BALTIMORE — Federal prosecutors announced the indictment of 15 alleged members and associates of a Baltimore gang in connection with 18 killings, 27 attempted killings, witness intimidation and running street-level drug distribution “shops.”
The racketeering indictments unsealed Wednesday detail how the Triple-C Gang’s “enterprise relied on extreme violence,” acting U.S. Attorney Jon Lenzner said at a news conference Thursday. Triple-C stands for “Cruddy Conniving Crutballs” and the gang was formed in 2014 as an alternative to the Black Guerilla Family Gang, prosecutors said.
The gang’s shops in east and northeast Baltimore sold heroin, fentanyl, crack cocaine, marijuana and other controlled substances, prosecutors said. The alleged members and associates were involved in witness intimidation, shootings and killings of rival gang members, and carjackings.
“The amount of criminal activity perpetrated by one gang is pretty staggering and alarming,” Lenzner said.
Members and their associates promoted the gang on social media and through rap music and also sold clothes and jewelry with its logo. Triple C members and associates posted photos and rap videos, flaunting guns, boasting of the gang’s superiority and threatening to kill those who stood in the gang’s way. Members also used social media to identify and locate victims, prosecutors said.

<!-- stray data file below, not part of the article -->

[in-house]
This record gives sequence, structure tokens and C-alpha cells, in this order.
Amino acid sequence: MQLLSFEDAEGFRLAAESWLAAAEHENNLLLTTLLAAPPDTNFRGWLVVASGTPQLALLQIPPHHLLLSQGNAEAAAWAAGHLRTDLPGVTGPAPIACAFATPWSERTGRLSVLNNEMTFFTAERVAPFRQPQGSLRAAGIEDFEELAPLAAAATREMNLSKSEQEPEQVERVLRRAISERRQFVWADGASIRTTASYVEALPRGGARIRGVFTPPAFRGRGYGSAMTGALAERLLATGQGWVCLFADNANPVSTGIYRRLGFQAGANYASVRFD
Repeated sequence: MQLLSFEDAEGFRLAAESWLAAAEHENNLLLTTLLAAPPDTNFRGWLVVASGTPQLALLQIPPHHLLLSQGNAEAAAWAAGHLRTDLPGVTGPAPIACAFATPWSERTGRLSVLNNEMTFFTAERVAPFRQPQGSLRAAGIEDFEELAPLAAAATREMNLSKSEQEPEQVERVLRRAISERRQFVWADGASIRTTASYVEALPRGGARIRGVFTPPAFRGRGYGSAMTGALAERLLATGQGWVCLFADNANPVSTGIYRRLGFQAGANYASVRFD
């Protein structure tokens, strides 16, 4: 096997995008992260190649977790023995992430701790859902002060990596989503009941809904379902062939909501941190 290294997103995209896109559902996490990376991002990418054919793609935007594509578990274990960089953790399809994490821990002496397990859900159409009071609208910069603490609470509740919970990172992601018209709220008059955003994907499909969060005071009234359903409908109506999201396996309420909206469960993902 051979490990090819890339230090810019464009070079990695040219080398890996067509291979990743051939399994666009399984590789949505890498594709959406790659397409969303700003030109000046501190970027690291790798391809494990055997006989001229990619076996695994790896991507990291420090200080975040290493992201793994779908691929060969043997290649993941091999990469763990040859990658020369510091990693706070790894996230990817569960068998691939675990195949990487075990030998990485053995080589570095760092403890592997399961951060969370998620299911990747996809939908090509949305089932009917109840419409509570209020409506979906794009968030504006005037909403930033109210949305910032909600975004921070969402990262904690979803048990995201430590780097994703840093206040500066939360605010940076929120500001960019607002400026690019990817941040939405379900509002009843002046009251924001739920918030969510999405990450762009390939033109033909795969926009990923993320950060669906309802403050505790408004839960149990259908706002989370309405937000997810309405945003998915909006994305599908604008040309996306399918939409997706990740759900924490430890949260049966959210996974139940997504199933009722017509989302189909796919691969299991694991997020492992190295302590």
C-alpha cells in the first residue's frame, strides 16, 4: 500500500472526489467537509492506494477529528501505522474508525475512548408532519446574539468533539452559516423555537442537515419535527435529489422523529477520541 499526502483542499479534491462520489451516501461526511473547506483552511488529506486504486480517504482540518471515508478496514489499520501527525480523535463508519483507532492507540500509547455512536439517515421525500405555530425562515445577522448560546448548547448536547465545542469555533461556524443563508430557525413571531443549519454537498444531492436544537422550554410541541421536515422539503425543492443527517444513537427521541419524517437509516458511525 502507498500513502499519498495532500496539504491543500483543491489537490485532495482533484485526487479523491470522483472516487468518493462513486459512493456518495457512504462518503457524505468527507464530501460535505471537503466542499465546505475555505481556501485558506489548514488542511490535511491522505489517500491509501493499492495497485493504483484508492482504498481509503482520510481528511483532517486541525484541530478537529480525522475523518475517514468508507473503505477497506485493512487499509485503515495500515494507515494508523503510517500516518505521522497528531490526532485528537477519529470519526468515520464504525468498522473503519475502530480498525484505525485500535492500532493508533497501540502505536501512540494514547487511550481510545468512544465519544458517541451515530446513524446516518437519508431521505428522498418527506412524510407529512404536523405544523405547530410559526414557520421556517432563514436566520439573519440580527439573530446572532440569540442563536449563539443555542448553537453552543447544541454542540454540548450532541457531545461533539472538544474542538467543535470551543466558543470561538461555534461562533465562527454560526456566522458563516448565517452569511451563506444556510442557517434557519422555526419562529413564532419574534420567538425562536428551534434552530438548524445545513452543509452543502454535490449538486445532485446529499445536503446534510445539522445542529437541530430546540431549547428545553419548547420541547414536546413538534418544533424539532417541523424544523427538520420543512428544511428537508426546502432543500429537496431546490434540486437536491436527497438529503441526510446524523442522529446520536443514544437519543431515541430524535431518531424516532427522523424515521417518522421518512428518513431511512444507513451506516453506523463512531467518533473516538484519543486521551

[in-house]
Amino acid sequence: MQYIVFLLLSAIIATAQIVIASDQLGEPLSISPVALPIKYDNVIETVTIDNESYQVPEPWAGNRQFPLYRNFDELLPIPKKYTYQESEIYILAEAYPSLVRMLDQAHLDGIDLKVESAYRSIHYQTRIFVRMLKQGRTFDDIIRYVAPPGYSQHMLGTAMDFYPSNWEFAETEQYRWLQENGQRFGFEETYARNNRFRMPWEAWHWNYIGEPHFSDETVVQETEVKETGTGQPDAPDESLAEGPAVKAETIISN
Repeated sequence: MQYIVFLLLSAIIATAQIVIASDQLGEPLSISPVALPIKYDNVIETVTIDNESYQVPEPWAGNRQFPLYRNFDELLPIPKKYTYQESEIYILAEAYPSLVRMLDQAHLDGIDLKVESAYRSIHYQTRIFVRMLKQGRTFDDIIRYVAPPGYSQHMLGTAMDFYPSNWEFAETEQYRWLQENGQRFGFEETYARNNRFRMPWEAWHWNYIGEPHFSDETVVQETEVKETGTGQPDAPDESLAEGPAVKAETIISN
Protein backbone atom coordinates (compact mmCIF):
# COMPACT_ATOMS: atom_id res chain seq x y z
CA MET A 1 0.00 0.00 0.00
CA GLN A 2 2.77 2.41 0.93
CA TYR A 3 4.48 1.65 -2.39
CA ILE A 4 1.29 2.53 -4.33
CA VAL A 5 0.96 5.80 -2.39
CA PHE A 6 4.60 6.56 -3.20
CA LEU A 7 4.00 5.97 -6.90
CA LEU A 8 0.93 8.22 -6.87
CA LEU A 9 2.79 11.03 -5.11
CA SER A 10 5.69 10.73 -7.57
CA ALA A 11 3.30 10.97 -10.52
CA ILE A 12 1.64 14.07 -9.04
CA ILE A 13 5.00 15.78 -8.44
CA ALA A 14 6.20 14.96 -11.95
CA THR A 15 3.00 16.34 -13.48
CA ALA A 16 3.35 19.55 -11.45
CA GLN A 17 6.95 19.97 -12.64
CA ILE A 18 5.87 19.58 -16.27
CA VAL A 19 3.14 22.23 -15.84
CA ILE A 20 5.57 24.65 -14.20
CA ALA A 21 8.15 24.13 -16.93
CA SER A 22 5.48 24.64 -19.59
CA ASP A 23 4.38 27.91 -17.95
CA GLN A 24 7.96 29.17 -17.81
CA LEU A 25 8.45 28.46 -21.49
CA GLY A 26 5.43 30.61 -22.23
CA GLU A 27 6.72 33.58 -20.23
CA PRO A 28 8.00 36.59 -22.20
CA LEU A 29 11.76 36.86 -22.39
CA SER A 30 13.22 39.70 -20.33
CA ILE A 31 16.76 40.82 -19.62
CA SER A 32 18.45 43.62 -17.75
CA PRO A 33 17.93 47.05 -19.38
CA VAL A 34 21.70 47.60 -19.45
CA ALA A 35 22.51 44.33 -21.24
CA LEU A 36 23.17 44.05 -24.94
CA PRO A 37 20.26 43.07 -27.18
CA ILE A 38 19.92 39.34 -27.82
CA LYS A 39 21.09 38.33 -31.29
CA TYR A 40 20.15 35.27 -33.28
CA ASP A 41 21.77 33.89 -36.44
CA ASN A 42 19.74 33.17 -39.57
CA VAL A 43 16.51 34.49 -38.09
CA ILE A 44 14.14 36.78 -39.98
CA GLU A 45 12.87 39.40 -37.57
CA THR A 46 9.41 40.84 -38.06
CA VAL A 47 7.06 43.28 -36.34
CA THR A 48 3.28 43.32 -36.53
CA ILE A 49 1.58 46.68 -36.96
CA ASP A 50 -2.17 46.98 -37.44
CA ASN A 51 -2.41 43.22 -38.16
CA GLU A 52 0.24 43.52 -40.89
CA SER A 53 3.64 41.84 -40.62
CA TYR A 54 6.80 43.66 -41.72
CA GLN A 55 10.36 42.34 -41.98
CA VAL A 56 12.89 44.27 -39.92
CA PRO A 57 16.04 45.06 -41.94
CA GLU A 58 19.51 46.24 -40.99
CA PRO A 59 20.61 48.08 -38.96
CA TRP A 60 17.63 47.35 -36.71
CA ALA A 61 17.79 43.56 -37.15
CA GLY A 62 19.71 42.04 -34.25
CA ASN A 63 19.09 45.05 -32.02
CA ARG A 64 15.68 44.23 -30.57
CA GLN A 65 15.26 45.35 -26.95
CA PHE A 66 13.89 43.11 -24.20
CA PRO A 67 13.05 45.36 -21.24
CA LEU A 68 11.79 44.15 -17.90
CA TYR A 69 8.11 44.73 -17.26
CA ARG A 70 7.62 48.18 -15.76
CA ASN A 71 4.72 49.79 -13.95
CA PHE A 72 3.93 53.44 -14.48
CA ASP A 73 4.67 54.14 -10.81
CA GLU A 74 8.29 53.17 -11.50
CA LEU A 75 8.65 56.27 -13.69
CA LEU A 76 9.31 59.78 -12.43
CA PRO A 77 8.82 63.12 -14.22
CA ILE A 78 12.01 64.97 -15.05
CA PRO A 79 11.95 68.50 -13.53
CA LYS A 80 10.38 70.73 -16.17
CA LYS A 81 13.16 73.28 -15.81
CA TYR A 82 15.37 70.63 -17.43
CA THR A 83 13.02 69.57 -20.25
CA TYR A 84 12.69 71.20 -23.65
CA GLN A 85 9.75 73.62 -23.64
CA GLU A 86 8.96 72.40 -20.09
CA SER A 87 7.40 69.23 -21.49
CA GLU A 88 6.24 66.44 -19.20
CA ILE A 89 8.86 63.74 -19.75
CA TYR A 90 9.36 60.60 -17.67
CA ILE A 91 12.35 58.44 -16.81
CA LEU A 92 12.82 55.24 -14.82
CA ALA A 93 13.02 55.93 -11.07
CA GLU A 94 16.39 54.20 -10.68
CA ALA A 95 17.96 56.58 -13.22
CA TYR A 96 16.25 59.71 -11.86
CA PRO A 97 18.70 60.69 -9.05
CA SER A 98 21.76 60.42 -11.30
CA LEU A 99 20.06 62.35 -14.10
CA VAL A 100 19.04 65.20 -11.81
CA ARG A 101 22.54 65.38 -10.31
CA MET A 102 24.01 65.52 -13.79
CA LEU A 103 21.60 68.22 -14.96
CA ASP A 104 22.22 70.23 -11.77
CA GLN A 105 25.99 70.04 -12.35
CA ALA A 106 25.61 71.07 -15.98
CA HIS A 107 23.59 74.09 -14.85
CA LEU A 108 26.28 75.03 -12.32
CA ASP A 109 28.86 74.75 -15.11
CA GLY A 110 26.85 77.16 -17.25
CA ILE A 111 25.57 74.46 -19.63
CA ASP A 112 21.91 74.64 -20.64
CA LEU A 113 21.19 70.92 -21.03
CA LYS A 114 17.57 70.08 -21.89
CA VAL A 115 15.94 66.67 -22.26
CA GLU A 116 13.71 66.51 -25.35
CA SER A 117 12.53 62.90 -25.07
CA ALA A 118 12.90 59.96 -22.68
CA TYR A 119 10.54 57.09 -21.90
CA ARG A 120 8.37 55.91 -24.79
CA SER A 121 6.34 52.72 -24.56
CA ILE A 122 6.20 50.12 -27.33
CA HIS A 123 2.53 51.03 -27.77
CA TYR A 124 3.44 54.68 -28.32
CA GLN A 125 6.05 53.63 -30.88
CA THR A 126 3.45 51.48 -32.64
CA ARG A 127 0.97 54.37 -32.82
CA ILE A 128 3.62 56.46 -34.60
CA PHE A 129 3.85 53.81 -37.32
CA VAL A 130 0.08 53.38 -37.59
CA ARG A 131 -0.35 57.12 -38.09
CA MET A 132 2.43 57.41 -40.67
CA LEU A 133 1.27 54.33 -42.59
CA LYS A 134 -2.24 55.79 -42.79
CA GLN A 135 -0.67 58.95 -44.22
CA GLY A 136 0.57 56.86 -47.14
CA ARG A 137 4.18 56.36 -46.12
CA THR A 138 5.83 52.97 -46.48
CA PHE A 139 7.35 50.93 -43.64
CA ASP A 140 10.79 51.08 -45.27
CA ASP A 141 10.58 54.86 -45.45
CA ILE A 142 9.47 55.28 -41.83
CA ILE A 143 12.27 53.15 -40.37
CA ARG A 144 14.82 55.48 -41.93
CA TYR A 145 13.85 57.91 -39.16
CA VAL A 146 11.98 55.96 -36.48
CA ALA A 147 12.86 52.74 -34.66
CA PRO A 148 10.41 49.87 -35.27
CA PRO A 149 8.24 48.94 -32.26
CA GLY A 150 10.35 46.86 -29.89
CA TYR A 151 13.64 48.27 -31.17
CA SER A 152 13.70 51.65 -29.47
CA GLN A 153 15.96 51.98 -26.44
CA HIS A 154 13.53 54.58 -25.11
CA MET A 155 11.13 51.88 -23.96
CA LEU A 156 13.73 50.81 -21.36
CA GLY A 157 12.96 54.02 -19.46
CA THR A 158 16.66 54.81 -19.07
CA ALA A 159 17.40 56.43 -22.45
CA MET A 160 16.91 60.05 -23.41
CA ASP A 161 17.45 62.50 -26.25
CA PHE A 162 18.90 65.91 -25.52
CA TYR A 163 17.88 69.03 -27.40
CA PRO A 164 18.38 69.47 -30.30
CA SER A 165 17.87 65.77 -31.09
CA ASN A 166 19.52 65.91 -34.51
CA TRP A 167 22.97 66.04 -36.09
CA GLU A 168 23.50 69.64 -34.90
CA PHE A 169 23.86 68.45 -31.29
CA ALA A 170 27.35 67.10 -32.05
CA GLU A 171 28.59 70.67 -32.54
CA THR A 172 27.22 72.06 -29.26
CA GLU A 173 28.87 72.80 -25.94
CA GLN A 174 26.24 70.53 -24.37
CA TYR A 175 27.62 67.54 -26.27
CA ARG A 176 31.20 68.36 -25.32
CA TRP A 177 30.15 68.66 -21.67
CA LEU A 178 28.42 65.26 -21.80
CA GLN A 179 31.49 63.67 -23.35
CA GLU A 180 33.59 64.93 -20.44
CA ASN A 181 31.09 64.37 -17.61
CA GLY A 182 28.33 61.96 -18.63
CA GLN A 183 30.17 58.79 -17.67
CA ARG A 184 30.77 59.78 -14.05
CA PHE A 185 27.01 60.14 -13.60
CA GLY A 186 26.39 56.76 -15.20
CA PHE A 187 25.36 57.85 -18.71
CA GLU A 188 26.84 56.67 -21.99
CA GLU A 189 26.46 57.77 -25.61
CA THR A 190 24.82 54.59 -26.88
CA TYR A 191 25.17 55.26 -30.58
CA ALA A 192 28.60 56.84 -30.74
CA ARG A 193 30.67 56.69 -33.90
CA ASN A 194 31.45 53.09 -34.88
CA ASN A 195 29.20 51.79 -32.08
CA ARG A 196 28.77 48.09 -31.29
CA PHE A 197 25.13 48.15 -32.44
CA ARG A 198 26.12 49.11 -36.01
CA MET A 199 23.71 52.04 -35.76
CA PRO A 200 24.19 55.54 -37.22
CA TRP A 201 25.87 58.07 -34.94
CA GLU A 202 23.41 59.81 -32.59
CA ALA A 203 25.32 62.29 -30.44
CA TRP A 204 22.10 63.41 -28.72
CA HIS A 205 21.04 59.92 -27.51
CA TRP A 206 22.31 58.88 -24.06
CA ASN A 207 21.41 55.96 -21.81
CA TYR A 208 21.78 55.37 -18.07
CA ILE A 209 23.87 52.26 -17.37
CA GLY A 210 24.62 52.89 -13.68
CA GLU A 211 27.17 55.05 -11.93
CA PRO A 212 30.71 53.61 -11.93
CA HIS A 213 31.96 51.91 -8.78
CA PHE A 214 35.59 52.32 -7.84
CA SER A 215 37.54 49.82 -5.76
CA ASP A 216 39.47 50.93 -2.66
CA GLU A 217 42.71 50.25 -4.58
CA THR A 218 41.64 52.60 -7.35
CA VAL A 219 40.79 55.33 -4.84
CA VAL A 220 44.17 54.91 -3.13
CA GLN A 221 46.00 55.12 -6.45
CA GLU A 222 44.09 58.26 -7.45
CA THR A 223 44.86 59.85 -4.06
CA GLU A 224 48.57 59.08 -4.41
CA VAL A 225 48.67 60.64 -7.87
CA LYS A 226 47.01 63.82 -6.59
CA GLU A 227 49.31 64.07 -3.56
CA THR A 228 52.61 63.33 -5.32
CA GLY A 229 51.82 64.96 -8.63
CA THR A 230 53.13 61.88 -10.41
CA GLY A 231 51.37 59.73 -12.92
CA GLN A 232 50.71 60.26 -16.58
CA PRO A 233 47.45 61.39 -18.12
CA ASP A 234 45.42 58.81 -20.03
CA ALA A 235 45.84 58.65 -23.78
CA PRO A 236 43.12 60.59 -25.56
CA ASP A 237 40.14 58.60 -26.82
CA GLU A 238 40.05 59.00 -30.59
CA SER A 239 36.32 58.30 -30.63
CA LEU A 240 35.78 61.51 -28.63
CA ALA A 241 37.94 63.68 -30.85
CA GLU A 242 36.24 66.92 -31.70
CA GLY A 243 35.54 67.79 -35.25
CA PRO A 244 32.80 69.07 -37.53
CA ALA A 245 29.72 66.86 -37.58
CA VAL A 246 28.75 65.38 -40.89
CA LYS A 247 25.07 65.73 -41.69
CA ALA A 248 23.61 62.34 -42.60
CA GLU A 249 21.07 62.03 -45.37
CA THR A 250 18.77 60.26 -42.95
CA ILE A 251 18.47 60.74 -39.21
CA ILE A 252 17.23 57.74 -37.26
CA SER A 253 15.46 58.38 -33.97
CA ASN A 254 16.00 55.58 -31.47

Triple C members supported rap artists who mentioned the gang in their lyrics and some were artists themselves. One music video on social media included lyrics saying “ain’t no Crip or no Blood, I’m Triple C baby” and featured several alleged members and associates of Triple C dancing and waving firearms, prosecutors said. Members allegedly wore clothing promoting the gang and warning against “snitching.”
The indictment is the second related to the investigation and seeks the forfeiture of any proceeds the gang made from their alleged criminal activity. If convicted, the defendants charged with racketeering face a maximum of life in prison for the racketeering conspiracy. They all face a mandatory minimum of 10 years and maximum of life in federal prison for conspiracy to distribute controlled substances.
Ten defendants charged in the previous indictments have pleaded guilty. Officials say 14 of the 15 suspects are already in custody. The 15th is on pre-trial release and was expected to surrender Thursday.